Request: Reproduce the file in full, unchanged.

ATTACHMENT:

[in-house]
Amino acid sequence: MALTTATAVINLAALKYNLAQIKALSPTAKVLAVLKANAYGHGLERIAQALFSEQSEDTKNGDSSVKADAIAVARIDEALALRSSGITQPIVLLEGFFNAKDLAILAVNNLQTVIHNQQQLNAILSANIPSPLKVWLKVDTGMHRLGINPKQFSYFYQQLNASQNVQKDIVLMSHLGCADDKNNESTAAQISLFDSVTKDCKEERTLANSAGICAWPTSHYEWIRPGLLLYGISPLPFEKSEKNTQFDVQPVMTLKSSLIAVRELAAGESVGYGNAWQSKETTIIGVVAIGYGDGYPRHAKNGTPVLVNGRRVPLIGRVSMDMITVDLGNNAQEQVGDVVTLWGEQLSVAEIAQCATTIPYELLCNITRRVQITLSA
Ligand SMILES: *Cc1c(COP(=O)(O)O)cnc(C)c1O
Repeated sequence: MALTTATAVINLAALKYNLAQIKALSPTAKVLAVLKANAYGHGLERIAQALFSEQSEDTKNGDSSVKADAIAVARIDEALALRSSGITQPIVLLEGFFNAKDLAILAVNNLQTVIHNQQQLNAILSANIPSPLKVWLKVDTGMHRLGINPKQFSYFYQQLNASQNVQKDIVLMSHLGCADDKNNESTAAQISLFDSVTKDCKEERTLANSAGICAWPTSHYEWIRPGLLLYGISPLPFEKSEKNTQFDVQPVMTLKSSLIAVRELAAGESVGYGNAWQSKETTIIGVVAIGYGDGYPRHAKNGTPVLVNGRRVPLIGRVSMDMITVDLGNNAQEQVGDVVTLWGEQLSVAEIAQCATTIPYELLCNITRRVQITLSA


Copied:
[in-house]
Amino acid sequence: MALTTATAVINLAALKYNLAQIKALSPTAKVLAVLKANAYGHGLERIAQALFSEQSEDTKNGDSSVKADAIAVARIDEALALRSSGITQPIVLLEGFFNAKDLAILAVNNLQTVIHNQQQLNAILSANIPSPLKVWLKVDTGMHRLGINPKQFSYFYQQLNASQNVQKDIVLMSHLGCADDKNNESTAAQISLFDSVTKDCKEERTLANSAGICAWPTSHYEWIRPGLLLYGISPLPFEKSEKNTQFDVQPVMTLKSSLIAVRELAAGESVGYGNAWQSKETTIIGVVAIGYGDGYPRHAKNGTPVLVNGRRVPLIGRVSMDMITVDLGNNAQEQVGDVVTLWGEQLSVAEIAQCATTIPYELLCNITRRVQITLSA
Ligand SMILES: *Cc1c(COP(=O)(O)O)cnc(C)c1O
Repeated sequence: MALTTATAVINLAALKYNLAQIKALSPTAKVLAVLKANAYGHGLERIAQALFSEQSEDTKNGDSSVKADAIAVARIDEALALRSSGITQPIVLLEGFFNAKDLAILAVNNLQTVIHNQQQLNAILSANIPSPLKVWLKVDTGMHRLGINPKQFSYFYQQLNASQNVQKDIVLMSHLGCADDKNNESTAAQISLFDSVTKDCKEERTLANSAGICAWPTSHYEWIRPGLLLYGISPLPFEKSEKNTQFDVQPVMTLKSSLIAVRELAAGESVGYGNAWQSKETTIIGVVAIGYGDGYPRHAKNGTPVLVNGRRVPLIGRVSMDMITVDLGNNAQEQVGDVVTLWGEQLSVAEIAQCATTIPYELLCNITRRVQITLSA